We've had an immature Sharp-shinned Hawk "shopping" in the yard recently. He's still learning the ropes it seems, as he's still a little clumsy in his hunting technique, his stealthiness, and his landings.
He's been following smaller birds through somewhat dense trees and bushes. Witnessing that helps me understand why studies of woodland hawks show that almost 1/4 of them had healed fractures in the bones of their chest.
Telling sharpies apart from Cooper's Hawks can be a challenge, but one of the characteristics I look for is the thickness of their legs: Sharp-shinned Hawk legs are skinnier than the Coopers. Those skinny legs show up well in the photo above.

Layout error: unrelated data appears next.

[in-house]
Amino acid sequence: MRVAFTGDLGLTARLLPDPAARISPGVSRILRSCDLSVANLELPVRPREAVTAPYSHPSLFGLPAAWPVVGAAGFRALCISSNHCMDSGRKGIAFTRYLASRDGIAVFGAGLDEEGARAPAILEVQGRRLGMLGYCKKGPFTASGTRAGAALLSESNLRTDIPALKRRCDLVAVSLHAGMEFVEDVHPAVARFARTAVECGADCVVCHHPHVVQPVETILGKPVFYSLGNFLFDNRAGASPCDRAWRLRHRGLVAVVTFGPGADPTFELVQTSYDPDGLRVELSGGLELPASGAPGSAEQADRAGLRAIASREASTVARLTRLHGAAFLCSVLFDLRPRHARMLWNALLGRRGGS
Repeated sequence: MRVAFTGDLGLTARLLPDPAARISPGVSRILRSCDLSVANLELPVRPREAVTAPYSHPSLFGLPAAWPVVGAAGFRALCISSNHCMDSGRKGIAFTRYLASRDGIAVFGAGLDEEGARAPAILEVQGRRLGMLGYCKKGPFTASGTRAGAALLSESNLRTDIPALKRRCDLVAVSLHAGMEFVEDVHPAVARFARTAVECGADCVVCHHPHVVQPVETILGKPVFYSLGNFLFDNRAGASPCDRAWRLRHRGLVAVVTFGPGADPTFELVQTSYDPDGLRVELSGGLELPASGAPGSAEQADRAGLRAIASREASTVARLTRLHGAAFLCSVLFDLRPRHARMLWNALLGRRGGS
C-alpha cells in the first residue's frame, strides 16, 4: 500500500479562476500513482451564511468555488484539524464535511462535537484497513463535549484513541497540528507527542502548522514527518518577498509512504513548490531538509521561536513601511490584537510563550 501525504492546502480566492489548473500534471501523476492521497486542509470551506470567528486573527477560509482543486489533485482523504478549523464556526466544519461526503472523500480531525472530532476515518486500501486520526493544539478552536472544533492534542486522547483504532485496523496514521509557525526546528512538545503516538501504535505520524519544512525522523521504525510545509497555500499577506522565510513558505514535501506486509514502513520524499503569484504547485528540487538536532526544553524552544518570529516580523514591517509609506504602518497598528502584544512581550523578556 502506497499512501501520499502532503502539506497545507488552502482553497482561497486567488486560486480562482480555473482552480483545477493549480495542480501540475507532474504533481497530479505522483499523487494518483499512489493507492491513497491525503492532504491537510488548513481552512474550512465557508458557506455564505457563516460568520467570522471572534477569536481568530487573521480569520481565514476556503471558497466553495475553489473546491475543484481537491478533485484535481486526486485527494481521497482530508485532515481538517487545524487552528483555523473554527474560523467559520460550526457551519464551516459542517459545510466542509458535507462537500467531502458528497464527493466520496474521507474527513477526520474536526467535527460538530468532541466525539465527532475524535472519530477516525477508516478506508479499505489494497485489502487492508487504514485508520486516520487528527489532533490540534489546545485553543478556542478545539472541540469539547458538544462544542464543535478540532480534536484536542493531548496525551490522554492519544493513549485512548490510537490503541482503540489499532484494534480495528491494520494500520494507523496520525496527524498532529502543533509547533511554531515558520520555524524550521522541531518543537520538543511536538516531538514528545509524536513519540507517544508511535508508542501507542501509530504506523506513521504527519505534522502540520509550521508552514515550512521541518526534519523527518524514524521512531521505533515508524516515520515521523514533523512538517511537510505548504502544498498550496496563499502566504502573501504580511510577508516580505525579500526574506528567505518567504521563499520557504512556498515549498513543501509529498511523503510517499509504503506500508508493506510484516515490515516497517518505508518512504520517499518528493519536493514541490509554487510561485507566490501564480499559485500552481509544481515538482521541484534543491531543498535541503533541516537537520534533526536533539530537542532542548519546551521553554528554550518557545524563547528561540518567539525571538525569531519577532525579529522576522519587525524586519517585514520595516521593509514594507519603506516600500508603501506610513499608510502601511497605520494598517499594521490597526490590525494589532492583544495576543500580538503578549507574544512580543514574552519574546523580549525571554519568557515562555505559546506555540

Telling immature from adult is easier, with the immature showing VERTICAL brown breast streaking versus the adult's HORIZONTAL orangish breast streaking. And if you're lucky, you'll see the immature's iris as somewhat yellowish versus the adult's deep red iris.
Read all our Fun Facts about Sharp-shinned and Cooper's Hawks in my Wild Birds Unlimited Bird of the Month post.